We ask an LV= underwriter how much of a motor makeover you can do without losing out on car insurance.
Before you ‘soup up’ your new hot hatch (or your 17 year-old does), LV= Senior Motor Underwriter Michelle Smith explains exactly what modifications will impact your car insurance. A modification is defined as any change made to a car that alters it from how it was when it left the factory.
Before you make any changes to your car, you’ll need to let your insurer know what the modification is. They’ll then be able to tell you if there are any changes to your cover. Any modification is likely to have an impact on your insurance premiums.
Some modifications mean that your car becomes more powerful and could increase the risk of having an accident. Generally, changes that improve the value or performance of your car will increase the cost of your car insurance. For example, if you’ve changed the air filter or remapped the engine, you can expect to pay a bit more for your cover.
However, insurers won’t cover cars with certain modifications. Putting a more powerful engine in the car, for example, might not only affect the performance: if it’s not installed correctly, it could increase the chance that the car breaks down in the future.
Most insurers will ask if there have been any changes from the standard specification when you take out insurance, so you’ll need to tell your insurer about any modifications even if you didn’t make them, or they were on the car when you bought it.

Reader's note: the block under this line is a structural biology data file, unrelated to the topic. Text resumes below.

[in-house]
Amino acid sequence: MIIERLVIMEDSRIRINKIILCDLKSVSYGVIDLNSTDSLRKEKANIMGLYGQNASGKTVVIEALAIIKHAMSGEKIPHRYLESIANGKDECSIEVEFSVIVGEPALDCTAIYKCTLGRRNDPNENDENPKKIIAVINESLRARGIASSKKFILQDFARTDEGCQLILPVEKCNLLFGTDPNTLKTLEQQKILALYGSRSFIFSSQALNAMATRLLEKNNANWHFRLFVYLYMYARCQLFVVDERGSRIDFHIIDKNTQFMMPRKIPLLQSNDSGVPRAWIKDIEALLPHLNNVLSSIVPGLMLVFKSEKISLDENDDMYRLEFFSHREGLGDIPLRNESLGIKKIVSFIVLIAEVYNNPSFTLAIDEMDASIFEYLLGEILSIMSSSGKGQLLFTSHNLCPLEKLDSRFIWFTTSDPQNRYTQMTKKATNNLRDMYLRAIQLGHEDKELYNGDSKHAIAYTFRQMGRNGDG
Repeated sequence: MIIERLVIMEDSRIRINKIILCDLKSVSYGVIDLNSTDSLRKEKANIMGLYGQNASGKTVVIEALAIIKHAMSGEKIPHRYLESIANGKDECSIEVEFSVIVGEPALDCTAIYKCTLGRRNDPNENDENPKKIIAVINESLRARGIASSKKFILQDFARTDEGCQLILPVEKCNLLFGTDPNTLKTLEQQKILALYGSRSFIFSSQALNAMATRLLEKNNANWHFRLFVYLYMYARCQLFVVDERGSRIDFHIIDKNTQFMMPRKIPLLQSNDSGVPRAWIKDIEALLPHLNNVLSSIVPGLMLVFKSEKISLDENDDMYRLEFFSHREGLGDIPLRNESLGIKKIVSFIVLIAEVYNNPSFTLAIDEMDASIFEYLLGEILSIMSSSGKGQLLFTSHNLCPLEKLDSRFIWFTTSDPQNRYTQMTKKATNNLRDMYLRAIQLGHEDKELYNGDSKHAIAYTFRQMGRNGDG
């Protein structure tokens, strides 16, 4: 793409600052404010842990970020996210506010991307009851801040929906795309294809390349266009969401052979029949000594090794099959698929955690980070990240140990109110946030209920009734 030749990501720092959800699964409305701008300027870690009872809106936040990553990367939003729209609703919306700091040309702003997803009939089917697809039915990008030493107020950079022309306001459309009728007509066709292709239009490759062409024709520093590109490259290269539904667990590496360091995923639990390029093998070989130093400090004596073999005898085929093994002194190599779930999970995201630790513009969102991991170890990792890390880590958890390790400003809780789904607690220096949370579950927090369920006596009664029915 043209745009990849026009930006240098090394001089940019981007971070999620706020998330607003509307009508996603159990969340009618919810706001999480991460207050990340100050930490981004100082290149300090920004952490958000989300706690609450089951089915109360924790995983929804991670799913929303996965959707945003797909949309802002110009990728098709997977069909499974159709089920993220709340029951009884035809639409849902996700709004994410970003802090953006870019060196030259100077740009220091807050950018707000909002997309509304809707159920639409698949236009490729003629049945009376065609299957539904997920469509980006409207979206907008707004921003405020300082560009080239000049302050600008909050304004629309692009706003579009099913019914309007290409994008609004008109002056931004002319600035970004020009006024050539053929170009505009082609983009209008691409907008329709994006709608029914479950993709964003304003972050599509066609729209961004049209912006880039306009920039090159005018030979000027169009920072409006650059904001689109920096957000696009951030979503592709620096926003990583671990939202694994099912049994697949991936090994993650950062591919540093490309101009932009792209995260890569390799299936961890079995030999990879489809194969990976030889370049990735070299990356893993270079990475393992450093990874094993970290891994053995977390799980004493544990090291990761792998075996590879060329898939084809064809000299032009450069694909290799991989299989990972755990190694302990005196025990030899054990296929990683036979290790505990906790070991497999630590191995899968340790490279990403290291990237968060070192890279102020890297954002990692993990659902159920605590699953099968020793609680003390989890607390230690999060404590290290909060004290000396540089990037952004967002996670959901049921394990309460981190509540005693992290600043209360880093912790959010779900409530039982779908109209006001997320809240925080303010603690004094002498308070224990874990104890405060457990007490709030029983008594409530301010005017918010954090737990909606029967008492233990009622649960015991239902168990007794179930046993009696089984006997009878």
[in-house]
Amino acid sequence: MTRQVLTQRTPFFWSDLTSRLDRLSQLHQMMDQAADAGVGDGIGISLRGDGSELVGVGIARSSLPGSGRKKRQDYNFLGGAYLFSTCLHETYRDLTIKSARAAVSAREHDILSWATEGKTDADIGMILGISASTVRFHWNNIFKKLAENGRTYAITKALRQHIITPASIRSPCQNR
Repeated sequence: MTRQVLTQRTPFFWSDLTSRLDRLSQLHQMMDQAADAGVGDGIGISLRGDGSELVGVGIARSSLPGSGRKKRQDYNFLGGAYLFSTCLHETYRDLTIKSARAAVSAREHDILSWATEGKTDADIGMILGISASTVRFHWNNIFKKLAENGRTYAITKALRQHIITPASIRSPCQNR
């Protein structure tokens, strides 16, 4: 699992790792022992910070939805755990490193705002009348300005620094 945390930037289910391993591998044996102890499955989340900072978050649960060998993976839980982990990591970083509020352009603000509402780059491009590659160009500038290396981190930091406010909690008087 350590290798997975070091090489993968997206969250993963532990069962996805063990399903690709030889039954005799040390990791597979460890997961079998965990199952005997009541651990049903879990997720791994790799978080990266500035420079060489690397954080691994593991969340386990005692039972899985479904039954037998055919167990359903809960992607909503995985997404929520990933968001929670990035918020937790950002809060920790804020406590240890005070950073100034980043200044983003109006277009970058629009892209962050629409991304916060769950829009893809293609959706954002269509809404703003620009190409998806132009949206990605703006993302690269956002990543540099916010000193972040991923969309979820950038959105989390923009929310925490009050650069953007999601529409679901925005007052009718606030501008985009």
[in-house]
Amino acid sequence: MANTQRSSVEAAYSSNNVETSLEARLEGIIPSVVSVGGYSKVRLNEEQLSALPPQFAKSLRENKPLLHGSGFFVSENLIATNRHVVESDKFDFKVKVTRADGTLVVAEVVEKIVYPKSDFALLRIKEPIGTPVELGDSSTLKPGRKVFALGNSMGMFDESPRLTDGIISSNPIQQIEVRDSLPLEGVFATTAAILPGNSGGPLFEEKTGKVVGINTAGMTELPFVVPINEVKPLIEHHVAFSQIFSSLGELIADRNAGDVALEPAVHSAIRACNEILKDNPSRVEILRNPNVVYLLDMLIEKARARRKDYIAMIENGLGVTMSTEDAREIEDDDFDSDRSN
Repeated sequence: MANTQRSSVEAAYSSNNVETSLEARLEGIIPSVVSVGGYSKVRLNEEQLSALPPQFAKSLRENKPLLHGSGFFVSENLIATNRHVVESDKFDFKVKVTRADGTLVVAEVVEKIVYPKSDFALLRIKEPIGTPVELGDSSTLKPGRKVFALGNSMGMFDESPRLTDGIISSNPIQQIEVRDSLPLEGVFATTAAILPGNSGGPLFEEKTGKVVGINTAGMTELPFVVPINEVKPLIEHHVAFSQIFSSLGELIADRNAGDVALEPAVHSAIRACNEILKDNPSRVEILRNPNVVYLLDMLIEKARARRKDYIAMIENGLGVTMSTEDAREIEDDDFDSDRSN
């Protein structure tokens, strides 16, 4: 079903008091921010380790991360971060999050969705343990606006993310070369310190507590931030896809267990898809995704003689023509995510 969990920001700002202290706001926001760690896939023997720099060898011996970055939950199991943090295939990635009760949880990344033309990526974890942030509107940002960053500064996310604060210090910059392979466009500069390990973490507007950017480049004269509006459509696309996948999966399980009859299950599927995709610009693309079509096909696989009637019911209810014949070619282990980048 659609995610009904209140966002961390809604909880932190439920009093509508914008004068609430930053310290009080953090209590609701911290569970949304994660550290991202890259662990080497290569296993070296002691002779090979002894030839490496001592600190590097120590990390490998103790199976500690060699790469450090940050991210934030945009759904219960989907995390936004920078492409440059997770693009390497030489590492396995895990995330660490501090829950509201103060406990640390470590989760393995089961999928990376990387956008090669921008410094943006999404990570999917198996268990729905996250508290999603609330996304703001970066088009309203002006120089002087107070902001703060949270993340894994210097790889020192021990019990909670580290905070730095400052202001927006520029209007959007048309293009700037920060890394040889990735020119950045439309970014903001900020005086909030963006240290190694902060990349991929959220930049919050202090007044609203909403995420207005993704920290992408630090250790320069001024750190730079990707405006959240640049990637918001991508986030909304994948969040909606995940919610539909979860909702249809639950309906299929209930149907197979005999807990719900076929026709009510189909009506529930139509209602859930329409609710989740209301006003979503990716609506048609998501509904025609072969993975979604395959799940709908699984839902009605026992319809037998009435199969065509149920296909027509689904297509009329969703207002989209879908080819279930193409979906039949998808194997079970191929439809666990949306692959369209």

You should still tell your insurer about changes to the bodywork, interior or exterior of the car. These alterations can change the value of the car and can also make it more of a target to car thieves. Even small changes, such as adding a tint to the windows, could affect insurance.
If you do add a tint to your windows, make sure you don’t make them too dark, as they could then become illegal. The law states that the front side windows must let at least 70% of light through, while the windscreen must let at least 75% of light through. Cars first used before 1 April 1985 need to let 70% of light through the windscreen.
Before you customise your car, make sure the change won’t stop your car from being road legal.
We do want customers to tell us about software updates that increase performance. But for software upgrades that improve the infotainment system, or similar, you don’t need to tell your insurer. If in doubt, get in touch with them.
When you apply for insurance on a new car, we’ll also ask if the vehicle has any safety features, as well as modifications, such as AEB, parking sensors or a dash cam – and we take this into account when setting a car insurance price. Generally, these safety and security features reduce the risk of accident or theft.
As such, it’s a good idea to let your insurer know when you add any safety technology features to your car.
If your insurer doesn’t know about a modification you’ve made (or intend to make) to your car, and you then have to make a claim on your insurance, they may reject the claim or reduce the payments they make.
If you have a modified car, or intend to modify your car, you can get a quote with LV= online and select any modifications your car has from the list on our car insurance tool. Alternatively, you can call us for a quote.